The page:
Is Siege a Toxic Game?

Written by on November 8, 2021 in Stuff with 0 Comments

There’s an old saying that goes something like this: Guns don’t kill people, people kill people. Similarly, we can say that it’s the community’s fault for encouraging that toxic competitive behavior. Siege is just a fun game that can help you improve your reflexes and critical thinking.

Staying safe when playing Siege is essential if you want to enjoy the game at its full potential and have a fun, relaxing gaming experience.

For this, we’ll talk about some important matters like:

  • Why the Siege community is so toxic
  • How to recognize a toxic behavior
  • How to avoid toxic players

Why Does Siege Have Such a Toxic Community?

The ugly truth is this doesn’t happen just in Siege. Almost in any shooter game that has a slightly competitive-like vibe, there will be people that go overboard and humiliate other players (their teammates included) or find exploits to win quicker.

And if you’re a woman, multiply that by 10. The gaming community has always put women at a disadvantage either by making sexist remarks, sexualizing them, or treating them like objects.

If you pause for a second and think about it, you’ll realize that not only players do this, but game developers as well. Creating unrealistic fantasy armor for females and males is just one example. Male characters are fully equipped with armor to look intimidating, but women fight half-naked or in bikinis.

Many toxic players abuse others in Siege for quite immature and subjective reasons like you’re not skilled enough, the team would have won without you, or you're speaking English with an accent. Pretty childish, right?!

There’s even a medical term for this – the online inhibition effect. Some people feel safe hiding behind the anonymity that the internet gives you and just yell mean things they otherwise wouldn’t say to someone face to face. They feel like there will be no repercussions for their behavior so they just put on their best monkey costume and embarrass themselves for the whole match.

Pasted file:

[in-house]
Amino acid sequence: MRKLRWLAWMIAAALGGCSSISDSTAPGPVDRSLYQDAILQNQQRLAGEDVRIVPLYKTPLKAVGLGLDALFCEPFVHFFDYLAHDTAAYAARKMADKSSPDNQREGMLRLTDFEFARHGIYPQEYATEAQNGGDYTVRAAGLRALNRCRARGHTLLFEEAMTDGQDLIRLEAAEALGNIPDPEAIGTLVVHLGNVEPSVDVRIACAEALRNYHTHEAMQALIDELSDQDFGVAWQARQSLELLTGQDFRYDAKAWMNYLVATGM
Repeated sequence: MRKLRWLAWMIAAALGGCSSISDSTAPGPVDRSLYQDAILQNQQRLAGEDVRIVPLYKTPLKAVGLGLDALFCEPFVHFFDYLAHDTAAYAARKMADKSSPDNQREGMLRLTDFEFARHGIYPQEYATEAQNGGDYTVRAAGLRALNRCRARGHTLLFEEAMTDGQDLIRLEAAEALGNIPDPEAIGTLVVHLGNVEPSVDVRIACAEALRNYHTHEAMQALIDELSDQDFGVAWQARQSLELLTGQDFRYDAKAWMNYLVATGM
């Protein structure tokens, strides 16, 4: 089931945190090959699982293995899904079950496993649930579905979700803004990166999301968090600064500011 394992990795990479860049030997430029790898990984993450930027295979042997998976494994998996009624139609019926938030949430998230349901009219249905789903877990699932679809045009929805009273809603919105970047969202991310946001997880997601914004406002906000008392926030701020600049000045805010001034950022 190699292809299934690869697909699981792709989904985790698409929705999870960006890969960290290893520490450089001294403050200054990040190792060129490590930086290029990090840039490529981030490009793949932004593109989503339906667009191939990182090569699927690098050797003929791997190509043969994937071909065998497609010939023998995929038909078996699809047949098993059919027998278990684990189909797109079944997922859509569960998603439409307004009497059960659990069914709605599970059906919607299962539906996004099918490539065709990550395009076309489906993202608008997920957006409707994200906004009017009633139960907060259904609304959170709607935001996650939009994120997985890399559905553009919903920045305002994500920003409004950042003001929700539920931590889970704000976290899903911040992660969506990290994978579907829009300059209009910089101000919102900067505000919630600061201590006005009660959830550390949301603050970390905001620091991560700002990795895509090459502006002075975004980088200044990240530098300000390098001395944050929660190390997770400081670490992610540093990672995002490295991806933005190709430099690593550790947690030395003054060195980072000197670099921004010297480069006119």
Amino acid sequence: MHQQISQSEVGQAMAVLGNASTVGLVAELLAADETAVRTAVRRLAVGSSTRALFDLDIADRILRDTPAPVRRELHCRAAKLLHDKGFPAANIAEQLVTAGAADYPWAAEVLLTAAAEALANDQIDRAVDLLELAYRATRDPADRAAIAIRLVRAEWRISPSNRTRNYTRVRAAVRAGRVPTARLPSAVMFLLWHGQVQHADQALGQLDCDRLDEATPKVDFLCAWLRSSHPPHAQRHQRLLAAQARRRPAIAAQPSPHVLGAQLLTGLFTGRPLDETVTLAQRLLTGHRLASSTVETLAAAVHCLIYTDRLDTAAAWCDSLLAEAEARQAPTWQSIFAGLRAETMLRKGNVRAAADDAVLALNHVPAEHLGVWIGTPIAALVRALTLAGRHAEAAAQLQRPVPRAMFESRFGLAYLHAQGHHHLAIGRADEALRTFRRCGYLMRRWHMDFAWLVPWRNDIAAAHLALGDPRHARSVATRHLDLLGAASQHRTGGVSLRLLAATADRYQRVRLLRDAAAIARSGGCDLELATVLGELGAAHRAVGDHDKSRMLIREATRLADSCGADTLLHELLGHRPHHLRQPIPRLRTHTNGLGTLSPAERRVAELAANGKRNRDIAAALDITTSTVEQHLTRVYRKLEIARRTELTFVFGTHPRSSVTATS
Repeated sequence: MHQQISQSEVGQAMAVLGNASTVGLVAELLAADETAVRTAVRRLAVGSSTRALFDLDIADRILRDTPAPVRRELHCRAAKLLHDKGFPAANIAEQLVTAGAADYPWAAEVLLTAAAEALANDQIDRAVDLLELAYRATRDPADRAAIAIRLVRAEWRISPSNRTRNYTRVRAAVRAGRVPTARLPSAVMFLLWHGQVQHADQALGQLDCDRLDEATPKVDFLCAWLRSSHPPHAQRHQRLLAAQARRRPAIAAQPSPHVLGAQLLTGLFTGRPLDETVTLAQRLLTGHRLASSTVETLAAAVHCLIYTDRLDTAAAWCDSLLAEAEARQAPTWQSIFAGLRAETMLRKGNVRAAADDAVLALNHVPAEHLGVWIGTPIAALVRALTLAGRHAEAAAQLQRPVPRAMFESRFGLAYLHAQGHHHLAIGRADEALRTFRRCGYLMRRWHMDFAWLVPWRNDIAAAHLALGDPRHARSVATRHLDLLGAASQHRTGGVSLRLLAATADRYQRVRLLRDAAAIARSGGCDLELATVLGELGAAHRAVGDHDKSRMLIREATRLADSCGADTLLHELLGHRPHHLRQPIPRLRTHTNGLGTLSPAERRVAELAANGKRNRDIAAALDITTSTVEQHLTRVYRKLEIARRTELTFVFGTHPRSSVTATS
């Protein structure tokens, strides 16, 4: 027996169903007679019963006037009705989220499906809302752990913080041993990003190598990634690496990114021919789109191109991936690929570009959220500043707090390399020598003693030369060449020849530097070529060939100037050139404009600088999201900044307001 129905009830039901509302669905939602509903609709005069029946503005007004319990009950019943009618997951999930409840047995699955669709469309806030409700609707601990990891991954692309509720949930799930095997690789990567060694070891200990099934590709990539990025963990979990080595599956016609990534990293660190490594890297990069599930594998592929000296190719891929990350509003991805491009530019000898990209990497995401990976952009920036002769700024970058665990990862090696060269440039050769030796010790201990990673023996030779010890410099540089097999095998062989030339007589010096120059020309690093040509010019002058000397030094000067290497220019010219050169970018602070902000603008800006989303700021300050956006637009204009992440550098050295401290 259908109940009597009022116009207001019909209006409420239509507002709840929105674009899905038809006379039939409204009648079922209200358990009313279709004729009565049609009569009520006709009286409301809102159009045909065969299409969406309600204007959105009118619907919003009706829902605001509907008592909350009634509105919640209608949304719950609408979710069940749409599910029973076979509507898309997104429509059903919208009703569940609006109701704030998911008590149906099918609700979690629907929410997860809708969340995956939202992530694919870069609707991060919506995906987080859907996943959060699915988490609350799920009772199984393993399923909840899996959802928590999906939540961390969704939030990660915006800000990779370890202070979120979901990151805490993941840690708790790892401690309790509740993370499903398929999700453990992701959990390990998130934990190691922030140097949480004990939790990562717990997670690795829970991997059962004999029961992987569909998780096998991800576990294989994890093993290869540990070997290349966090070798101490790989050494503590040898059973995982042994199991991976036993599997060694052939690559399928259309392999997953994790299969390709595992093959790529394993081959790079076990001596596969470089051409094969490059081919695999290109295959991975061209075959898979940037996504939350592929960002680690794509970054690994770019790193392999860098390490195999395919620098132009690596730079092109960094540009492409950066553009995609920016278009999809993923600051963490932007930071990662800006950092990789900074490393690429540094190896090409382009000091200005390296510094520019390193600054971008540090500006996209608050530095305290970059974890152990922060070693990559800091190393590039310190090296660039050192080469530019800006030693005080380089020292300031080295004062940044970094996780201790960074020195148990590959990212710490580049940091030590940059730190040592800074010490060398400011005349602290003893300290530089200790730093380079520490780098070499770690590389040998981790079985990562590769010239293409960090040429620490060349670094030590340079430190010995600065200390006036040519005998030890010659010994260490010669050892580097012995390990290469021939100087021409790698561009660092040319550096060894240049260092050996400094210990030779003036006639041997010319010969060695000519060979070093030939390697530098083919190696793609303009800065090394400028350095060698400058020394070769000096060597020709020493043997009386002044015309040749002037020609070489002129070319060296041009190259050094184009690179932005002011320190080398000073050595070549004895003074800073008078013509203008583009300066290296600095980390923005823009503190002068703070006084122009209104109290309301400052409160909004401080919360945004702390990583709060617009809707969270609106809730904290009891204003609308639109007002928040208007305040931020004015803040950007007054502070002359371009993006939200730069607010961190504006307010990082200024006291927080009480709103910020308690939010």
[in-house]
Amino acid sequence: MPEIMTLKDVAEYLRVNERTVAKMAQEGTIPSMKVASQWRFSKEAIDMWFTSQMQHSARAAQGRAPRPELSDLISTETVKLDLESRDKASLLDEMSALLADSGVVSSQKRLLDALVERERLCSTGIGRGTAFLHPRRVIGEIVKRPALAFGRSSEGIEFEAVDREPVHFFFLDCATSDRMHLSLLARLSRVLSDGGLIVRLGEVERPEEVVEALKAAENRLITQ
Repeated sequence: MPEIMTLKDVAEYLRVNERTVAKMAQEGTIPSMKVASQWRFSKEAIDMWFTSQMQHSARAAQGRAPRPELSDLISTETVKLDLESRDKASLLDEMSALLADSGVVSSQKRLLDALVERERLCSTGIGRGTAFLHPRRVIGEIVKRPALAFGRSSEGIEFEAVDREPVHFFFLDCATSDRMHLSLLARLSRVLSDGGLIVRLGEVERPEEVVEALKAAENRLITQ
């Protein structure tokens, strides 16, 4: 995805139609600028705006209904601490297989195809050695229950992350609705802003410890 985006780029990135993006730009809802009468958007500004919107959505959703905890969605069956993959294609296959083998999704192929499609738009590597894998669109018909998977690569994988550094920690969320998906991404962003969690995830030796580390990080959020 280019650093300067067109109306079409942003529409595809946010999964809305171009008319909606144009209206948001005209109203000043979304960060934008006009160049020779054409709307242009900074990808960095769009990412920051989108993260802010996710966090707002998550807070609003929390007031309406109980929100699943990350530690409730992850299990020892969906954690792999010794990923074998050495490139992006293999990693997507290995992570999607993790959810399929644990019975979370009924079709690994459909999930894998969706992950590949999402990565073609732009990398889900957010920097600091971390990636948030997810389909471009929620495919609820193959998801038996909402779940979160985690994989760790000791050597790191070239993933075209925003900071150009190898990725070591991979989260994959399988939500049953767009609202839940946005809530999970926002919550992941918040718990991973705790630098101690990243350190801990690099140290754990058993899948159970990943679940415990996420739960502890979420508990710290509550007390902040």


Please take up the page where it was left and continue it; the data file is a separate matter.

The average age among Siege community members is around 25 years old. That means you’ll come across an unfortunate combination of kids that are just being mean for no reason and full-grown adults that take their personal problems and frustrations out on you.

How Do You Recognize a Toxic Player?

Here are a few traits and behaviors you can consider to be red flags as soon as you start a match:

  • Shooting a teammate
  • Abusive language
  • Using cheats
  • Kicking someone out of the team randomly
  • Racist, misogynistic, or homophobic remarks

There were cases when the whole team was toxic, not just one player.

In these conditions, it’s understandable why some players prefer to take a break and stop playing Siege for several months.

How Do You Fight Back Toxic Gamers?

First, you can mute them.

You won’t hear them again, but keep in mind that they can still hear you unless they decide to mute you as well. To do this, go into the Player menu and look for the microphone icon. From there, just select the player you want to mute and a white line should be displayed through the mic.

The mute feature can be used for both opponents and teammates.

Second, you can block them. This can be done in Ubisoft Connect so all you’ll have to do is open the chat icon and search for the name of that player in your Direct Messages section. Next, you select the 3 dots Chat Option icon and block the player.

Alternatively, if you’re in a group chat, you can tap on the 3 dots Chat option icon and select the View Participants options. Choose the chat icon that’s next to the player you want to block and press the block option.

This way, blocked gamers won’t be able to see your private profile or send you direct messages anymore.

Many gamers complained that even though they’ve filled forms or talked with Ubisoft support reps about the toxic players they dealt with, nothing happened. The company didn’t investigate the reports so the toxic players are still somewhere making other players’ lives a nightmare.

They might ban around 3,000 players permanently, but this is just a small number compared to how many people are playing Siege around the globe – 70 million registered accounts.

Ubisoft came up with a few patches that temporarily ban players that are reported for toxic behavior. But the maximum ban time they can get is 2 hours, after that they are back in the match.

Still, considering that a Siege match lasts for about 4 minutes on casual mode, and 3 minutes for ranked – it’s enough to give you a break from them.

One thing is sure – no matter how tempting it might sound, try as much as possible to not say something back to the toxic players. These trolls are eagerly waiting for you to snap, so they can annoy you even more.

When this happens, just remember it’s always best to not feed the trolls so walk away if you happen to meet one. That and open the scoreboard to report them for toxic behavior.


If you ever experienced such toxic behavior, keep in mind that you’re not alone! This is why we try to raise awareness against toxic players in the gaming community.

Filing complaints to Ubisoft has been pretty useless so far, so it’s very important to educate ourselves on this topic. Instead of just waiting for a solution that’s actually efficient from Ubisoft, we should start making Siege a bit safer for the women in our community – that would definitely be a step in the right direction!

Do you have any extra advice on how women can protect themselves in the Siege community? Let us know the comments and let’s build a safer community together!

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